This week, the FBI raided the home of an alleged January 6 attendee in Arkansas. In the lead-up to the raid, which saw his girlfriend in handcuffs, the FBI contacted Liberty Safe–the nation’s largest gun safe manufacturer. The company provided the FBI with access codes to Nathan Hughes’s gun safes, allowing federal authorities to confiscate his firearms.
Customers began to complain about the company’s decision. Liberty Safe issued a statement on X, saying their policy was to provide authorities with access codes “if a warrant grants them access to a property.”
This did not go over well. Numerous users online called for a boycott of the company, comparing them to tarnished beer brand Bud Light. One day later, the company released a new statement, with a policy change that might appease customers. The Post Millennial:
Following backlash over its decision to provide the Federal Bureau of Investigation with the code for alleged January 6 riot attendee Nathan Hughes’ gun locker, Liberty Safe has issued a statement reversing course.
Under its new policies, customers will have the ability to remove their combination from the database if they so choose, and the company will only comply with law enforcement when subpoenaed.
It appears Liberty Safe is quickly complying with complaints from its customer base. The company issued a new statement on X, providing changes to its policies. Every safe comes installed with factory-set combinations. Customers can now access a webpage to request these codes to be removed from Liberty Safe’s records.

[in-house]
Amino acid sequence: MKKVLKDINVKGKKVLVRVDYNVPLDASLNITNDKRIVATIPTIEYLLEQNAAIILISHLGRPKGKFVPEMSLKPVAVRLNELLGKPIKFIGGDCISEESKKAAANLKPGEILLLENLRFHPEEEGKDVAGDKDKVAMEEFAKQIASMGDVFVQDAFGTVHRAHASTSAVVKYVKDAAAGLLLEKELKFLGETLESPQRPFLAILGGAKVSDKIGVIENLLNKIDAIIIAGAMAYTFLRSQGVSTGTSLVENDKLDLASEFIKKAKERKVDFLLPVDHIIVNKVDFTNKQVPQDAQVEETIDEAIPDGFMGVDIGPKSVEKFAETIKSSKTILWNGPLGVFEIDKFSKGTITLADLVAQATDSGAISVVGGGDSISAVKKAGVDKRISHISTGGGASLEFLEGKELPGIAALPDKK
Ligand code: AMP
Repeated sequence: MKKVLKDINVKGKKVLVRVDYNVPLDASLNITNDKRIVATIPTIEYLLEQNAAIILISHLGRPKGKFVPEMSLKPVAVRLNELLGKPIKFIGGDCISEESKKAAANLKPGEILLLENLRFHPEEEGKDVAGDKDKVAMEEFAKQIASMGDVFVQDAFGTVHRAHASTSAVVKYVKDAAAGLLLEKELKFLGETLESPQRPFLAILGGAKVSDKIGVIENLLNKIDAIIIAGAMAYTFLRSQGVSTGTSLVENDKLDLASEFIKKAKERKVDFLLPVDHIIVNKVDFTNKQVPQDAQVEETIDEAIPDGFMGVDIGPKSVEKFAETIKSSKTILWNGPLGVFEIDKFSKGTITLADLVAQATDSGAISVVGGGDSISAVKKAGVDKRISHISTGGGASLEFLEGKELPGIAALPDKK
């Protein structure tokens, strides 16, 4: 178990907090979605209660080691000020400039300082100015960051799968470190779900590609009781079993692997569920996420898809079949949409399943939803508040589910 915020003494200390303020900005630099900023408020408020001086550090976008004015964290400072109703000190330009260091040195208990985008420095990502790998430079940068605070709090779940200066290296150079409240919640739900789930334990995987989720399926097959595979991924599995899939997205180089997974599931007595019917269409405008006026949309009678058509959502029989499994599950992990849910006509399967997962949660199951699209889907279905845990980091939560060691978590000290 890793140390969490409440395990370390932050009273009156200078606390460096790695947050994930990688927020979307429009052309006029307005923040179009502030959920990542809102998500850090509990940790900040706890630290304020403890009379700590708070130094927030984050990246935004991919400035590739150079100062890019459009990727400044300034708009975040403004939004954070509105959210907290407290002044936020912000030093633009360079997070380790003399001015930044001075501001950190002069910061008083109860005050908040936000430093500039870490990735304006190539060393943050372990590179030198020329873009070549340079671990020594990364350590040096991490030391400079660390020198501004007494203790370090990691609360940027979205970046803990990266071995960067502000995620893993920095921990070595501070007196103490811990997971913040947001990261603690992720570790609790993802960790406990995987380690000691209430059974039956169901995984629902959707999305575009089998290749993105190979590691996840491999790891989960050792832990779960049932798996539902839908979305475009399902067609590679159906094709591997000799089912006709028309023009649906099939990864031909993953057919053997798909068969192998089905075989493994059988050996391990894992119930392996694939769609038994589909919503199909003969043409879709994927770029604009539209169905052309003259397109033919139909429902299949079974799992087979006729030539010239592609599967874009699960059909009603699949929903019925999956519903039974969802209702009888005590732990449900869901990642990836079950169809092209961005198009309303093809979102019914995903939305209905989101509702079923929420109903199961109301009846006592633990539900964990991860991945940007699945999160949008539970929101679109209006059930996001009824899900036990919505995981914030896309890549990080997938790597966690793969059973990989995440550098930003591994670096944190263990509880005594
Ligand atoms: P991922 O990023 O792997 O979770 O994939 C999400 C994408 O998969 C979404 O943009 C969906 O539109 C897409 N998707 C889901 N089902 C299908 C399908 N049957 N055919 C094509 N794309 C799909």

This would, presumably, prevent law enforcement from acquiring these codes, in the event they try to confiscate a person’s firearms.
The company also announced that it will no longer comply with requests from law enforcement, without a court-issued subpoena. This means the FBI (or any other police force) will not be able to retrieve these codes, simply because of a warrant.
Liberty Safe appears to have worked fast to accommodate customer complaints. The arrest of Nathan Hughes sparked outrage among many Americans, who believe the federal government is encroaching on their rights.
It might take more work for customers to trust Liberty Safe again. But this response from the company is in stark contrast to how other brands responded to consumer backlash. Many companies have ignored complaints or did little to appease angry customers. In other cases, companies went out of their way to appeal to activist groups, rather than regular Americans.
- Liberty Safe reversed its policy after massive backlash online.
- The company will now only provide access codes to police if issued with a subpoena.
- This comes after customers vowed a boycott when Liberty Safe helped the FBI confiscate a J6 defendant’s gun safe.
Source: The Post Millennial